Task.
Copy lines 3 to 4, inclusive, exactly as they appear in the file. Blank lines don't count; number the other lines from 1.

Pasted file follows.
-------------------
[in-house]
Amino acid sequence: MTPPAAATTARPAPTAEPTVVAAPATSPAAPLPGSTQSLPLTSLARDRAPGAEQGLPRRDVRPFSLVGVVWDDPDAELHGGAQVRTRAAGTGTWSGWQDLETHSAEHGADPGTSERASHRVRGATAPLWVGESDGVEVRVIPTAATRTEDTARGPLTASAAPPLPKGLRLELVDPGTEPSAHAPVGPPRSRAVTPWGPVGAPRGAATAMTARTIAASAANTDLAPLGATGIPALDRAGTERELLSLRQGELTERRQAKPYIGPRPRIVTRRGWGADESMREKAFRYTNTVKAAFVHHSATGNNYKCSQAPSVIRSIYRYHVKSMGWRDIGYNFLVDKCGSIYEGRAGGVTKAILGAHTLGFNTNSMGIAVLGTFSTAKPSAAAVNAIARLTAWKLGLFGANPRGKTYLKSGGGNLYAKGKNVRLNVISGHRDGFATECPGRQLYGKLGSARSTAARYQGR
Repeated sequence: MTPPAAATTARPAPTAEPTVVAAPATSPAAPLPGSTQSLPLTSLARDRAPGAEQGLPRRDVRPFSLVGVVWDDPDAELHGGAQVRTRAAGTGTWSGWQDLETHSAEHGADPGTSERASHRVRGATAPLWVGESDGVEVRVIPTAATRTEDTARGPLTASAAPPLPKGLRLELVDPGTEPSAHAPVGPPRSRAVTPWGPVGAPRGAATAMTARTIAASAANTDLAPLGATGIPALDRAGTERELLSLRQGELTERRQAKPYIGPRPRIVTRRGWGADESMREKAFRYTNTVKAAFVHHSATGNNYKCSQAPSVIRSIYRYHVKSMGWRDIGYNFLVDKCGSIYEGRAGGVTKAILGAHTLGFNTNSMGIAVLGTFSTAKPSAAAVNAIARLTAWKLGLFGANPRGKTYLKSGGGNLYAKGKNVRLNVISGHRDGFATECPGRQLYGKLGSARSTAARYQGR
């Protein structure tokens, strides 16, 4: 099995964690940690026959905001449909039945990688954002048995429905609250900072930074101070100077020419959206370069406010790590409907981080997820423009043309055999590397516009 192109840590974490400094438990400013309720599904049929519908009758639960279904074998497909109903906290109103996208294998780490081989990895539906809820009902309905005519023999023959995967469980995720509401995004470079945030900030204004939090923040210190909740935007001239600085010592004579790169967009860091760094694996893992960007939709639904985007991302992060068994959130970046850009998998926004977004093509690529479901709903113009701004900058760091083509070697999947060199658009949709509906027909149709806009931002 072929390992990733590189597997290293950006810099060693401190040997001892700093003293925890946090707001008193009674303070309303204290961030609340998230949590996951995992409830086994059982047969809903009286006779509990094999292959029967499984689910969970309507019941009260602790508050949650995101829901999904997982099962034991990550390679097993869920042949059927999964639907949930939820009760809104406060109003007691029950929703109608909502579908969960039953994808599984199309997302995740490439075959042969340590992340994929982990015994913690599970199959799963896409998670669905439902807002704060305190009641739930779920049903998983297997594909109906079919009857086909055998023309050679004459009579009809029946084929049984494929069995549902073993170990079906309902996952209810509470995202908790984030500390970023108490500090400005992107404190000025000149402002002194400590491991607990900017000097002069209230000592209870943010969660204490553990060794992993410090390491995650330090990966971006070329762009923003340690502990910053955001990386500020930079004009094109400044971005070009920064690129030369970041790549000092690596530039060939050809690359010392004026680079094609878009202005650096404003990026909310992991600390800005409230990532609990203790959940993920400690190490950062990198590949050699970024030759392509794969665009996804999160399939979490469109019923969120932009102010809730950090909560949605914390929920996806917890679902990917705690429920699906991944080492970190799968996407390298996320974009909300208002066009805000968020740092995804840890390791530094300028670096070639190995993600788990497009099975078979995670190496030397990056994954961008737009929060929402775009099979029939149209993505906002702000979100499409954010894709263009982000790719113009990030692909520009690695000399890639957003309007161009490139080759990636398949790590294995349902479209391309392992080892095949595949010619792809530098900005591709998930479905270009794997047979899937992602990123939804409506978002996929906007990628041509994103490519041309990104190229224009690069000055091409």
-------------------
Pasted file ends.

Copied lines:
Repeated sequence: MTPPAAATTARPAPTAEPTVVAAPATSPAAPLPGSTQSLPLTSLARDRAPGAEQGLPRRDVRPFSLVGVVWDDPDAELHGGAQVRTRAAGTGTWSGWQDLETHSAEHGADPGTSERASHRVRGATAPLWVGESDGVEVRVIPTAATRTEDTARGPLTASAAPPLPKGLRLELVDPGTEPSAHAPVGPPRSRAVTPWGPVGAPRGAATAMTARTIAASAANTDLAPLGATGIPALDRAGTERELLSLRQGELTERRQAKPYIGPRPRIVTRRGWGADESMREKAFRYTNTVKAAFVHHSATGNNYKCSQAPSVIRSIYRYHVKSMGWRDIGYNFLVDKCGSIYEGRAGGVTKAILGAHTLGFNTNSMGIAVLGTFSTAKPSAAAVNAIARLTAWKLGLFGANPRGKTYLKSGGGNLYAKGKNVRLNVISGHRDGFATECPGRQLYGKLGSARSTAARYQGR
């Protein structure tokens, strides 16, 4: 099995964690940690026959905001449909039945990688954002048995429905609250900072930074101070100077020419959206370069406010790590409907981080997820423009043309055999590397516009 192109840590974490400094438990400013309720599904049929519908009758639960279904074998497909109903906290109103996208294998780490081989990895539906809820009902309905005519023999023959995967469980995720509401995004470079945030900030204004939090923040210190909740935007001239600085010592004579790169967009860091760094694996893992960007939709639904985007991302992060068994959130970046850009998998926004977004093509690529479901709903113009701004900058760091083509070697999947060199658009949709509906027909149709806009931002 072929390992990733590189597997290293950006810099060693401190040997001892700093003293925890946090707001008193009674303070309303204290961030609340998230949590996951995992409830086994059982047969809903009286006779509990094999292959029967499984689910969970309507019941009260602790508050949650995101829901999904997982099962034991990550390679097993869920042949059927999964639907949930939820009760809104406060109003007691029950929703109608909502579908969960039953994808599984199309997302995740490439075959042969340590992340994929982990015994913690599970199959799963896409998670669905439902807002704060305190009641739930779920049903998983297997594909109906079919009857086909055998023309050679004459009579009809029946084929049984494929069995549902073993170990079906309902996952209810509470995202908790984030500390970023108490500090400005992107404190000025000149402002002194400590491991607990900017000097002069209230000592209870943010969660204490553990060794992993410090390491995650330090990966971006070329762009923003340690502990910053955001990386500020930079004009094109400044971005070009920064690129030369970041790549000092690596530039060939050809690359010392004026680079094609878009202005650096404003990026909310992991600390800005409230990532609990203790959940993920400690190490950062990198590949050699970024030759392509794969665009996804999160399939979490469109019923969120932009102010809730950090909560949605914390929920996806917890679902990917705690429920699906991944080492970190799968996407390298996320974009909300208002066009805000968020740092995804840890390791530094300028670096070639190995993600788990497009099975078979995670190496030397990056994954961008737009929060929402775009099979029939149209993505906002702000979100499409954010894709263009982000790719113009990030692909520009690695000399890639957003309007161009490139080759990636398949790590294995349902479209391309392992080892095949595949010619792809530098900005591709998930479905270009794997047979899937992602990123939804409506978002996929906007990628041509994103490519041309990104190229224009690069000055091409």